In ancient geography, Cappadocia or Cappadocia (Turkish: Kapadokya) was the name of the extensive inland district of Asia Minor (Asian part of modern Turkey). Cappadocia region is the place where nature and history come together most beautifully within the world. While geographic events are forming Peribacalari (fairy chimneys), during the historical period, humans had carried the signs of thousand years old civilizations with carving houses and churches within these earth pillars and decorating them with frisks.
Cappadocia contains several underground cities, largely used by early Christians as hiding places before they became a legitimate religion. The Cappadocian Fathers of the fourth century were integral to much of early Christian philosophy. It also produced, among other people, another Patriarch of Constantinople, John of Cappadocia who held office 517–520. For most of the Byzantine era it remained relatively undisturbed by the conflicts in the area, first with the Sassanid Empire and later against the Islamic expansion led by Arabs.
The area is a world famous and popular tourist destination, as it has many areas with unique geological, historic and cultural features.The region is southwest of the major city Kayseri, which has airline and railroad service to Ankara and Istanbul. The Cappadocia region is largely underlain by sedimentary rocks formed in lakes and streams, and ignimbrite deposits erupted from ancient volcanoes approximately 9 to 3 million years ago (late Miocene to Pliocene epochs). The rocks of Cappadocia near Goreme eroded into hundreds of spectacular pillars and minaret-like forms. The volcanic deposits are soft rocks that the people of the villages at the heart of the Cappadocia Region carved out to form houses, churches, monasteries. Goreme became a monastic center between 300-1200 AD. First period settlement in Goreme reaches to the Roman period from Christianity. Yusuf Koc, Ortahane, Durmus Kadir and Bezirhane churches in Goreme, houses and churches carved into rocks till to Uzun Dere, Baglidere and Zemi Valley carries the mystical side of history today. The Goreme Open Air Museum is the most visited site of the monastic communities in Cappadocia and is one of the most famous sites in central Turkey. It is a complex comprising more than 30 rock-carved churches and chapels containing some superb frescoes, dating from the 9th to the 11th centuries..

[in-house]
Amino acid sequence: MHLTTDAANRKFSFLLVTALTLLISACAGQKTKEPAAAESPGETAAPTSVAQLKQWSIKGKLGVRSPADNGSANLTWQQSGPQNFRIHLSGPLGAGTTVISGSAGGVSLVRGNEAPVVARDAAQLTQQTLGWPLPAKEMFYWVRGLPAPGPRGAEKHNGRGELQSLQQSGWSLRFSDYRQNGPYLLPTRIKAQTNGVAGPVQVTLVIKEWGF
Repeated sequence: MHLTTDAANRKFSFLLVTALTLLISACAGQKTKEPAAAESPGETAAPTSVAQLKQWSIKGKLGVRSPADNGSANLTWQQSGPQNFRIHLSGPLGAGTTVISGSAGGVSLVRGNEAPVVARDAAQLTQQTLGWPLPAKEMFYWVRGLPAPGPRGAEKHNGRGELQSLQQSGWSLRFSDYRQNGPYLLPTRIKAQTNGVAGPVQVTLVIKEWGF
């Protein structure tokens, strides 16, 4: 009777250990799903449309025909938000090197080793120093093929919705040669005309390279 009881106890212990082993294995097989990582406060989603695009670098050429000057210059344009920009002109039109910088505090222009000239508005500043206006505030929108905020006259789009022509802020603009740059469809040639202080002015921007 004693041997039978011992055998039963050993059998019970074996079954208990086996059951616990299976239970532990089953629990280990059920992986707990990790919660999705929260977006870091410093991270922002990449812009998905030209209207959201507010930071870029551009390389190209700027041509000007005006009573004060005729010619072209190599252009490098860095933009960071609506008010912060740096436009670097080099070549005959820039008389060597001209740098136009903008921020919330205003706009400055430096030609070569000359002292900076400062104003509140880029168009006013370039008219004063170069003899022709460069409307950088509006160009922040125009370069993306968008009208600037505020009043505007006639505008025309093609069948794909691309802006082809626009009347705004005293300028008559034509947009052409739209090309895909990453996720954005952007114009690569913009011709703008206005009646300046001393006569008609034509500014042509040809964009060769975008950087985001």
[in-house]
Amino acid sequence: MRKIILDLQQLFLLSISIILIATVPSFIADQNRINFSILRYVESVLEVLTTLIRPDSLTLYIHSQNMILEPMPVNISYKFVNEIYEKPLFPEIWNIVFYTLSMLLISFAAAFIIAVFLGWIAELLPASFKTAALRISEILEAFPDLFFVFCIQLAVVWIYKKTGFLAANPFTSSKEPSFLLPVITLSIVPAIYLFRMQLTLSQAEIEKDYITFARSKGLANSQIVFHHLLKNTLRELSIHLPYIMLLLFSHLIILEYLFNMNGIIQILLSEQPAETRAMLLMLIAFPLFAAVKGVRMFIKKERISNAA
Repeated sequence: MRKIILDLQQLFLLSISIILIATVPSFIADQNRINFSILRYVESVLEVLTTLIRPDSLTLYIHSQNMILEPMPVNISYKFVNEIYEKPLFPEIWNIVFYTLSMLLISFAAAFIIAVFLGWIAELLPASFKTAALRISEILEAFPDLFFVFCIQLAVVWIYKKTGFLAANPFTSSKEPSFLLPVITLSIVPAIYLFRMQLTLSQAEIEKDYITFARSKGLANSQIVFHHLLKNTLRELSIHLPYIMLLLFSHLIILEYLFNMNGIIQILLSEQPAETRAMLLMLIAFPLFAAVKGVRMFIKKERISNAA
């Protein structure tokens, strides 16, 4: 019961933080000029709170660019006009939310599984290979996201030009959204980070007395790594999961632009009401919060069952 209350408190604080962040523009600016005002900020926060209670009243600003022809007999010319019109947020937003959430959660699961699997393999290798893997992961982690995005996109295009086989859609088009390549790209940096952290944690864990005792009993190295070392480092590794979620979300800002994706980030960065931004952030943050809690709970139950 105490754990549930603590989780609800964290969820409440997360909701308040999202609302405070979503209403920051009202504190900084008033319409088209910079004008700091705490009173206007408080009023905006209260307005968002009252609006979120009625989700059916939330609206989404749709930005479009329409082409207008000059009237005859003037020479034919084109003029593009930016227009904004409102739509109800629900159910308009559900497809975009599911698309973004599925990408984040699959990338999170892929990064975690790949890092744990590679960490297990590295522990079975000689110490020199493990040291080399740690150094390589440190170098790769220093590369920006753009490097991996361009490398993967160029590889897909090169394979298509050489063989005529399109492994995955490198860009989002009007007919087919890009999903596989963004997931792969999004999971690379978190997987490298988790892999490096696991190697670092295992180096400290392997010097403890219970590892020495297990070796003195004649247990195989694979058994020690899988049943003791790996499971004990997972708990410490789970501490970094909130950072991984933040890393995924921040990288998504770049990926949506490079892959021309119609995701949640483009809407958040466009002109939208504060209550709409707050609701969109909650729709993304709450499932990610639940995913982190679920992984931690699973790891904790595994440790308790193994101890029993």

There are so many fascinating things to see in Cappadocia that you could spend a lifetime here and still discover new places. The main ‘must-see’ attractions are the two large open-air museums and the best of the underground cities. However, there are also many small, all-but-forgotten rock-cut churches and monasteries, splendid hiking trails, several spectacular caravanserais and many dramatic rock formations well worth going out of your way to visit.
* Goreme Open Air Museum: cave churches with frescoes
* Zelve Open Air Museum: an empty cave town with churches
* Ihlara Valley: the deepest gorge of Anatolia
* Kaymakli Underground City: the largest underground city
* Derinkuyu Underground City: the deepest underground city
* Uchisar Castle: Roman rock-cut castle
* Ortahisar: Roman rock-cut castle
* Avanos Town: center of pottery since the Hittites
* Pasabag: mushroom-shaped fairy chimneys, monks valley
* Devrent: animal-shaped fairy chimneys, imagination valley
* Gulsehir: first settlements in Cappadocia
* Forgotten Cave Churches: churches located in the valleys
* Caravanserais: 13th century accommodations along the silk road